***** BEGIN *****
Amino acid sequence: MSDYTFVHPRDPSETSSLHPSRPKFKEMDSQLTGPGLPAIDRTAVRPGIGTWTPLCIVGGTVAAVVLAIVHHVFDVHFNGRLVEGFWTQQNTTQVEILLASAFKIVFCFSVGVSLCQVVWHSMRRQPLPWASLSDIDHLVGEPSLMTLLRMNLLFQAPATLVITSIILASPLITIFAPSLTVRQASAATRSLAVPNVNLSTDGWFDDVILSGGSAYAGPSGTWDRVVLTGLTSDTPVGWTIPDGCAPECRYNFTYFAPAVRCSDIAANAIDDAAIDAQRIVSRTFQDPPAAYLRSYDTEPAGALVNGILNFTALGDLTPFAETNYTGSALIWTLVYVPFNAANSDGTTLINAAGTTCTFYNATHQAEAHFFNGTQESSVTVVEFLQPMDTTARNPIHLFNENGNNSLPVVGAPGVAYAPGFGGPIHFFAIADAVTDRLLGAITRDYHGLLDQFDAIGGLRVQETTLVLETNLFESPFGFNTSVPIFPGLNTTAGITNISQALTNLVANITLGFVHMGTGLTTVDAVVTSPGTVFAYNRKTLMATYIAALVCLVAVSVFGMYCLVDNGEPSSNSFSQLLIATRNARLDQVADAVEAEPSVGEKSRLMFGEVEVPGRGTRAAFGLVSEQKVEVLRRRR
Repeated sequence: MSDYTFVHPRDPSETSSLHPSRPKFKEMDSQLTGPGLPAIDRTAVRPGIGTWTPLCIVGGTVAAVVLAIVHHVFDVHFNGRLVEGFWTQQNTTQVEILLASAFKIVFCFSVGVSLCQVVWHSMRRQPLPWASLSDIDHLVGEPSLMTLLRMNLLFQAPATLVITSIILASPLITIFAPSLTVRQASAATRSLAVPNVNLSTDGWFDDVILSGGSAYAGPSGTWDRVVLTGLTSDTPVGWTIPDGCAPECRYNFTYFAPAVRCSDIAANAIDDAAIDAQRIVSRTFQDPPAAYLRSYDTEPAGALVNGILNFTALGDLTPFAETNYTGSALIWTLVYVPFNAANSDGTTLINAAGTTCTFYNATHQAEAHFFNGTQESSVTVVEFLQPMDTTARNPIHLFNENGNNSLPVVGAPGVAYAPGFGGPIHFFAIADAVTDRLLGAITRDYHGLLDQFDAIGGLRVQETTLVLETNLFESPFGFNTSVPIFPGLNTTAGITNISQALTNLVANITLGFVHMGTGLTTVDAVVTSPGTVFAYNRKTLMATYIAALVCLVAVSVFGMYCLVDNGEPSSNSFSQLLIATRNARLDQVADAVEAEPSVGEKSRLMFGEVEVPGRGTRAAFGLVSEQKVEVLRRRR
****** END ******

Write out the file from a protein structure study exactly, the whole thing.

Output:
Amino acid sequence: MSDYTFVHPRDPSETSSLHPSRPKFKEMDSQLTGPGLPAIDRTAVRPGIGTWTPLCIVGGTVAAVVLAIVHHVFDVHFNGRLVEGFWTQQNTTQVEILLASAFKIVFCFSVGVSLCQVVWHSMRRQPLPWASLSDIDHLVGEPSLMTLLRMNLLFQAPATLVITSIILASPLITIFAPSLTVRQASAATRSLAVPNVNLSTDGWFDDVILSGGSAYAGPSGTWDRVVLTGLTSDTPVGWTIPDGCAPECRYNFTYFAPAVRCSDIAANAIDDAAIDAQRIVSRTFQDPPAAYLRSYDTEPAGALVNGILNFTALGDLTPFAETNYTGSALIWTLVYVPFNAANSDGTTLINAAGTTCTFYNATHQAEAHFFNGTQESSVTVVEFLQPMDTTARNPIHLFNENGNNSLPVVGAPGVAYAPGFGGPIHFFAIADAVTDRLLGAITRDYHGLLDQFDAIGGLRVQETTLVLETNLFESPFGFNTSVPIFPGLNTTAGITNISQALTNLVANITLGFVHMGTGLTTVDAVVTSPGTVFAYNRKTLMATYIAALVCLVAVSVFGMYCLVDNGEPSSNSFSQLLIATRNARLDQVADAVEAEPSVGEKSRLMFGEVEVPGRGTRAAFGLVSEQKVEVLRRRR
Repeated sequence: MSDYTFVHPRDPSETSSLHPSRPKFKEMDSQLTGPGLPAIDRTAVRPGIGTWTPLCIVGGTVAAVVLAIVHHVFDVHFNGRLVEGFWTQQNTTQVEILLASAFKIVFCFSVGVSLCQVVWHSMRRQPLPWASLSDIDHLVGEPSLMTLLRMNLLFQAPATLVITSIILASPLITIFAPSLTVRQASAATRSLAVPNVNLSTDGWFDDVILSGGSAYAGPSGTWDRVVLTGLTSDTPVGWTIPDGCAPECRYNFTYFAPAVRCSDIAANAIDDAAIDAQRIVSRTFQDPPAAYLRSYDTEPAGALVNGILNFTALGDLTPFAETNYTGSALIWTLVYVPFNAANSDGTTLINAAGTTCTFYNATHQAEAHFFNGTQESSVTVVEFLQPMDTTARNPIHLFNENGNNSLPVVGAPGVAYAPGFGGPIHFFAIADAVTDRLLGAITRDYHGLLDQFDAIGGLRVQETTLVLETNLFESPFGFNTSVPIFPGLNTTAGITNISQALTNLVANITLGFVHMGTGLTTVDAVVTSPGTVFAYNRKTLMATYIAALVCLVAVSVFGMYCLVDNGEPSSNSFSQLLIATRNARLDQVADAVEAEPSVGEKSRLMFGEVEVPGRGTRAAFGLVSEQKVEVLRRRR